My Time in Philanthropy
I simply could not imagine it. Twenty-five years ago, when I was dating Barbara (the woman who would become my wife after the wins for marriage equality), I declared with great certainty that I would be working until I was at least 80 years young. Barbara was annoyed by my assertion until I explained that my work experiences rarely felt like jobs. Mostly, my work has given me avenues for service and creativity. And that has continued through today.
But here I am (still far from 80!), choosing to step into retirement. I find myself excited to make space for the new possibilities that always live within our next chapters. I’ve decided that taking this step grants me permission to share two reflections from my time in philanthropy. I hope you will indulge me.
In 2013, I was hired to implement the Minneapolis Foundation’s civic engagement strategy, then a brand-new program area for the Foundation. It’s very gratifying to be able to say that in the eight years since then, we have exceeded nearly all our goals to meaningfully strengthen civic leadership and activism in our region. And I was thrilled when civic engagement strategies were carried forward into the new strategic framework that now guides the Foundation’s work.
Civic participation is indeed powerful because, when done well, it fosters self-determination and agency. Self-determination. Agency. These are not words typically used in philanthropy when we talk about outcomes for investment in civic engagement. It’s common to focus on voting, for example, but voting is just the proverbial tip of the iceberg. It’s easy to grab on to voter turnout as an outcome, because it is visible and measurable. However, we should remember that the deeper work of community organizing is fostering self-determination. I want to elevate that fact that the measurable participation outcomes our community has celebrated after each election season—and also after the 2020 Census—were mostly the result of year-round work that many Minnesotans, especially at local nonprofits with deep roots in community, have done to bring people together to shape their futures through collective action. That unglamorous work is exactly what makes civic participation such a powerful strategy to advance systems change. But that is also the work philanthropy sometimes chooses to avoid because in addition to being hard to measure, it can seem (and be!) very slow, controversial, and messy.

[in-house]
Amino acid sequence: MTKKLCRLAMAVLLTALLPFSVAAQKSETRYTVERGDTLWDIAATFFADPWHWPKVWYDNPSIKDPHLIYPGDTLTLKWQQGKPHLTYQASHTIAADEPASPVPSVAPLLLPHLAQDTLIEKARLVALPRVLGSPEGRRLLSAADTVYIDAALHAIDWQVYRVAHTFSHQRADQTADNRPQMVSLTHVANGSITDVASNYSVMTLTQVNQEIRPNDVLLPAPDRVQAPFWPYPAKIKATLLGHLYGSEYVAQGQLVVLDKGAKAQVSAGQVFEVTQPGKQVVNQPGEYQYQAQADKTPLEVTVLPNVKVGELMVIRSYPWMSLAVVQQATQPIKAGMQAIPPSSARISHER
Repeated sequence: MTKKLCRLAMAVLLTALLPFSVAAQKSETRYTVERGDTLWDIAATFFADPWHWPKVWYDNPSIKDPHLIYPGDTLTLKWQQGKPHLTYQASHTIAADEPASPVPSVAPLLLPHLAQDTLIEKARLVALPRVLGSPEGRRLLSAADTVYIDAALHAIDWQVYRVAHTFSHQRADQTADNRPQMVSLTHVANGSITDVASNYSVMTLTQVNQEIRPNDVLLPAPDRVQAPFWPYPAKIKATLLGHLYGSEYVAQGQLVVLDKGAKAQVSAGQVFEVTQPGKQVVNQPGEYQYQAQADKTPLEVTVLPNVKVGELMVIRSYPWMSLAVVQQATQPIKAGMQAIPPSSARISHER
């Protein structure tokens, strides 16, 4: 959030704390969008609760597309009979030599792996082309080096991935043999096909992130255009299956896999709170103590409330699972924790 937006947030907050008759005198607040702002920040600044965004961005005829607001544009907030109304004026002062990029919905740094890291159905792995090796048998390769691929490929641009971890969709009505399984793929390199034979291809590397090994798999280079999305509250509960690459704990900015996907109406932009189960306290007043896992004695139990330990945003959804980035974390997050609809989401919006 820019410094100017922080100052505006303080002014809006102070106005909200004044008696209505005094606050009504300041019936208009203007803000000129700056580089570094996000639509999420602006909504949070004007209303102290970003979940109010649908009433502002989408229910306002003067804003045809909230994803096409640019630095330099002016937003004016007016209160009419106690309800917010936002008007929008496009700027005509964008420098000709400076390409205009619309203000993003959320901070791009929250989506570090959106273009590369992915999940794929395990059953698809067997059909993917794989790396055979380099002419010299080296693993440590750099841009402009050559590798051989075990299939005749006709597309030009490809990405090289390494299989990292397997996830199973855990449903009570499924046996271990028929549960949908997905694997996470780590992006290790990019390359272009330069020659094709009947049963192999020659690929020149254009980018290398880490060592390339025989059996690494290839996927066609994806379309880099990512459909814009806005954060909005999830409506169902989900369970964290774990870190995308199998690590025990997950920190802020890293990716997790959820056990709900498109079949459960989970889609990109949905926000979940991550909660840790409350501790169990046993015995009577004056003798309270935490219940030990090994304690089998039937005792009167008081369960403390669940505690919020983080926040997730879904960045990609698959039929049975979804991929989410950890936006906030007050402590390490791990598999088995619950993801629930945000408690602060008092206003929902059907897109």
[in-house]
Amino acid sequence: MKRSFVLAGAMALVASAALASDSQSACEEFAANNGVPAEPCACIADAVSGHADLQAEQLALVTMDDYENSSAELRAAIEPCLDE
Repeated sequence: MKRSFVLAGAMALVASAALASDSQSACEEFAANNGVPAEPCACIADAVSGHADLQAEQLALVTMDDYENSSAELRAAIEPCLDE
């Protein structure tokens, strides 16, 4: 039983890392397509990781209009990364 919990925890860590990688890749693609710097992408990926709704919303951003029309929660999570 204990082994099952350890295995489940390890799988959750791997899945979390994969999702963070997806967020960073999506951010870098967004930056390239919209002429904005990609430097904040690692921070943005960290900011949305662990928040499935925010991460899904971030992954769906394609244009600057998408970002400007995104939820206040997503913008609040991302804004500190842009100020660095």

As I reflect on my time at Minneapolis Foundation, I am most grateful for the opportunities I have had to support community work that has been slow, controversial, and messy. I believe that these are the required ingredients in all recipes for meaningful systems change, and ultimately self-determination for all.
During my eight years at the Minneapolis Foundation, my work weeks usually hovered around 60 to 65 hours per week. Meanwhile, leaders and staff at most nonprofits I encountered were regularly working 80 (or more!) hours per week. No matter how hard I worked, I saw that folks on the ground were working harder, week after week. And it was clear from the beginning that no amount of funding we could offer would ever be sufficient. So, to try to make up for that, I would:
- Respond quickly to phone calls and emails.
- Demystify philanthropy.
- Give honest, direct feedback.
At first, I was startled when people expressed their amazement that I returned their phone call or responded to an email. Too often, I was told, “Most funders don’t return my calls.” Or when I shared feedback about the weaknesses of an application, people often told me, “Funders usually just say the proposal was okay, but it was a very competitive process.”
We in philanthropy must always strive for more transparency and authenticity in our work.
Hearing comments like these pushed me to stay vigilant about my own practice. For me, prioritizing customer service with grantseekers was one small way I could offset the power differential that exists between philanthropy and grantseekers. It also became one of the joys of my role, because it led to many new relationships that I will take with me as I move on.
As I close this chapter of my life, I thank my amazing colleagues—current and past—at the Minneapolis Foundation. Through thick and thin, you have demonstrated SO MUCH dedication to serving our communities. I give a special shoutout to Jo-Anne Stately, the one person still on staff who was in my department when I started. Jo-Anne’s grace and wisdom, commitment to community, and follow-through set an example of excellence that I have worked hard to follow over the years. Finally, I send big, open-hearted appreciation to all the community leaders and nonprofit staffers who shared your knowledge, pain points, and vision with me as you were working relentlessly to ease community burdens while challenging and reshaping systems. It has been a privilege to serve as a Director of Impact at the Minneapolis Foundation.